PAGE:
David Whitworth, Department of Earth Sciences alumnus, recently won the third prize in the Halliburton Landmark Earth Model Award 2020 for his thesis as a postgraduate taught student. We recently caught up with David to ask more about his thesis and award.
1. Can you tell us a bit about yourself and what you studied at Royal Holloway?
I started at Royal Holloway in 2016, studying Geology, and singing as a choral scholar in the Chapel Choir. I was always keen to fill my time with constructive endeavours: in my third year, I was President of Lyell Geoscience Society, and a regular Deputy Lay Clerk with the choir of St. George’s Chapel, Windsor Castle. When I graduated in 2019 I was also awarded the Earth Science Department’s Frank Barker Prize, and the Students’ Union Honorary Membership Award for my work as a Student Ambassador and Peer Guide.
I stayed on at Royal Holloway to complete an MSc in Petroleum Geoscience, which I completed remotely in September 2020, during the pandemic.
2. You have recently won the third prize in the Halliburton Landmark Earth Model Award 2020, congratulations! Can you tell us about the Award?
Thank you! I was nominated for the Earth Model Award by staff in the Royal Holloway Earth Sciences Department, and subsequently shortlisted by Halliburton in January. I was informed I had won third prize in April, which was a huge surprise. The EMA is awarded for excellence in Master’s level research, on topics which have a marked impact on ‘big picture geoscience’.
3. What was your thesis based on?
My thesis was titled ‘Compressed Air Energy Storage potential of salt anticlines & diapirs in the Southern North Sea’. The study looked at dozens of structures in the UK sector of the SNS, and their capacity for storing compressed air. This is done via solution mining of elliptical salt caverns, such as those used at the Huntorf plant in Germany. Data was provided by the Oil & Gas Authority’s National Data Repository and included 3D seismic and well data.
Preliminary results of the study showed significant potential for CAES to provide security to the UK’s energy mix throughout the energy transition, to the tune of 267 Gigawatt hours (GWh), or ten hours of the entire UK energy demand.
4. What inspired you to focus your research on that particular topic?
I was keen to focus my MSc thesis on a topic related to Negative Emissions Technologies, as I am keen to prepare myself for a career in geoscience during the energy transition. Companies and governments are looking to move away from oil & gas exploration, towards things such as Compressed Air, and Carbon Capture & Storage (CCS). The latter topic forms the basis of my current research, as a PhD student at Keele University, as part of the Basin Dynamics Research Group. My PhD project is funded by the new GeoNetZero Centre for Doctoral Training, which was recently publicly recognised by the UK Government for training future leaders in the energy industry.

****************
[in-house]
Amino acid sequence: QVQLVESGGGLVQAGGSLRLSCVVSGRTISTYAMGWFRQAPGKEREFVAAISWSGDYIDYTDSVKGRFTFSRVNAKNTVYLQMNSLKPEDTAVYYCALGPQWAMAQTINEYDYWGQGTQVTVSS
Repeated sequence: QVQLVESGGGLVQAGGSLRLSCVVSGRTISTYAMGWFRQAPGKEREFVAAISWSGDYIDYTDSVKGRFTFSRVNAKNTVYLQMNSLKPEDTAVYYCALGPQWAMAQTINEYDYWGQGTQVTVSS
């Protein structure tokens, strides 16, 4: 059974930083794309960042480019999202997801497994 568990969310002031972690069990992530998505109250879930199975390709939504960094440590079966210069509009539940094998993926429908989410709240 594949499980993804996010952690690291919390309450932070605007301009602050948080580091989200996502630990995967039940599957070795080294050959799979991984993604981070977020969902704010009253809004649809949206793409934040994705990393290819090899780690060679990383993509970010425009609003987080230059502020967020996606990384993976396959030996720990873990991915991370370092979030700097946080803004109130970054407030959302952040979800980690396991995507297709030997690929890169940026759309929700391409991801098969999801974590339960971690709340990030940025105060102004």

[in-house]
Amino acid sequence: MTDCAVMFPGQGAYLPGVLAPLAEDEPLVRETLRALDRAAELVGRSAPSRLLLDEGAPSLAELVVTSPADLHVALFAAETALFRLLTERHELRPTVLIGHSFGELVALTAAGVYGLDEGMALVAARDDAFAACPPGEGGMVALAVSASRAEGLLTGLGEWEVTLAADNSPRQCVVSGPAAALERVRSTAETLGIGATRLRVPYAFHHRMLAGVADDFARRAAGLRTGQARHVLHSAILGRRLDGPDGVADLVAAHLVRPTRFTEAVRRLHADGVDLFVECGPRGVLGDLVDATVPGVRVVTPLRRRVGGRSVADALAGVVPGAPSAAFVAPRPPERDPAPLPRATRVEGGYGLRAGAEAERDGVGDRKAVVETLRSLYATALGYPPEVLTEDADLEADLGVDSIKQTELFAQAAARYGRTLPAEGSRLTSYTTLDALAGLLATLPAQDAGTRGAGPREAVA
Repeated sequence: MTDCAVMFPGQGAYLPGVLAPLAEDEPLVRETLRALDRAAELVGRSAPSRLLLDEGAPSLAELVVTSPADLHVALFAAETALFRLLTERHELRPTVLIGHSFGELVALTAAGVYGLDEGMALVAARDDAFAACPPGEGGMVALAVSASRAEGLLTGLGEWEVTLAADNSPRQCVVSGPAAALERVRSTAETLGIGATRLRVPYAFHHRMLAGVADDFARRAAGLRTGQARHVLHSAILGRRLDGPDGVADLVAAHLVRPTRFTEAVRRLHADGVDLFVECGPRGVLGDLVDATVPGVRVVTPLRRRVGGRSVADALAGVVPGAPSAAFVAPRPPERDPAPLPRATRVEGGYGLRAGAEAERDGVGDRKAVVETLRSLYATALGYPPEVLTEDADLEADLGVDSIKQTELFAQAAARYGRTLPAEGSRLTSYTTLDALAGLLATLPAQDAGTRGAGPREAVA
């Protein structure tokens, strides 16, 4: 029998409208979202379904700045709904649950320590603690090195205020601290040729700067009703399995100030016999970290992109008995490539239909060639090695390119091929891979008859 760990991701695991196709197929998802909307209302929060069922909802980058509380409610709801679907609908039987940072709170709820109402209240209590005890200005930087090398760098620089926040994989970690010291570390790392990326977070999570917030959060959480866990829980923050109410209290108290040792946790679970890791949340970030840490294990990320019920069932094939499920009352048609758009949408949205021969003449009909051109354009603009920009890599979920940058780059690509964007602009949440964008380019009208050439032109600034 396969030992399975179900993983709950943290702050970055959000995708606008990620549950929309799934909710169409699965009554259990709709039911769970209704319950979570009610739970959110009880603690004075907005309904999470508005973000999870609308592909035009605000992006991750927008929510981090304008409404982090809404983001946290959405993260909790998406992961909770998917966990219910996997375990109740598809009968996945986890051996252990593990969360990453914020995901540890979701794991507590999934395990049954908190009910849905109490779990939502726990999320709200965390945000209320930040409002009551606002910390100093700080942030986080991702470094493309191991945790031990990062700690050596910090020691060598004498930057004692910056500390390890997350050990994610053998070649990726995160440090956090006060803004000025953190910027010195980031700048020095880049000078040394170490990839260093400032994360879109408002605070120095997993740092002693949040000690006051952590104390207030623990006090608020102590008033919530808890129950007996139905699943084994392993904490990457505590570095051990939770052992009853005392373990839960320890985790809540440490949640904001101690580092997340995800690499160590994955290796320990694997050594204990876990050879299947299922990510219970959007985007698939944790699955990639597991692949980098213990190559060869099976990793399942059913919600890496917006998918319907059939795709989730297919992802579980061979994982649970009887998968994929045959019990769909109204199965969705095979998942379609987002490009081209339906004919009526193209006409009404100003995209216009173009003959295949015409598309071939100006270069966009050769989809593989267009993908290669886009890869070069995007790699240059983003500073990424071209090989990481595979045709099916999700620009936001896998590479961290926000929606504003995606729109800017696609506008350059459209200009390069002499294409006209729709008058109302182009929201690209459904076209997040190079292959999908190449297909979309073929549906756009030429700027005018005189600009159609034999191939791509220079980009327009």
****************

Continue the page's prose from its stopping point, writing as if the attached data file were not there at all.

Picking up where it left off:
5. You also won the first prize as ‘UK Master student of the Year’, what was your favourite thing about being a postgraduate student at Royal Holloway, and specifically in the Department of Earth Sciences?
I was also awarded 'FindAUniversity’s' Master’s Student of the Year award in 2020, after being nominated by my lecturers and peers. The award recognises students who combine their studies with other commitments on campus, with a particular focus on helping other students, and improving the quality of the student experience, which is something I have always tried to achieve.
My favourite part of being a student at Royal Holloway over the past four years has been the community spirit that comes with a small university and department. I enjoyed always being around the corner from my friends, and knowing all of my lecturers were happy to help me at a moment’s notice. I was disappointed to have to leave Holloway during the pandemic, but I hope to visit as soon as restrictions allow.
6. How did your undergraduate and postgraduate degrees at Royal Holloway prepare you for further study?
My degrees at Royal Holloway have equipped me with a core knowledge of geoscience which is applicable in both industry and academia. My MSc in particular provided a balance between soft skills such as teamwork and problem solving, and more nuanced skills such as data analysis and integration, and use of industry software. The research project and resulting thesis prepared me for further study as a PhD student at Keele, instilling key ideas such as independent & collaborative working, particularly during the throes of the pandemic when I was working from my bedroom at home!
7. How do you like to spend your time outside of studying?
I’m still adjusting to the lifestyle of doing a PhD from home; there are a lot of distractions! When I’m not working, I can usually be found singing in cathedrals, cycling, or hiking in the countryside looking for nice rocks. I’m also a keen gamer and chef!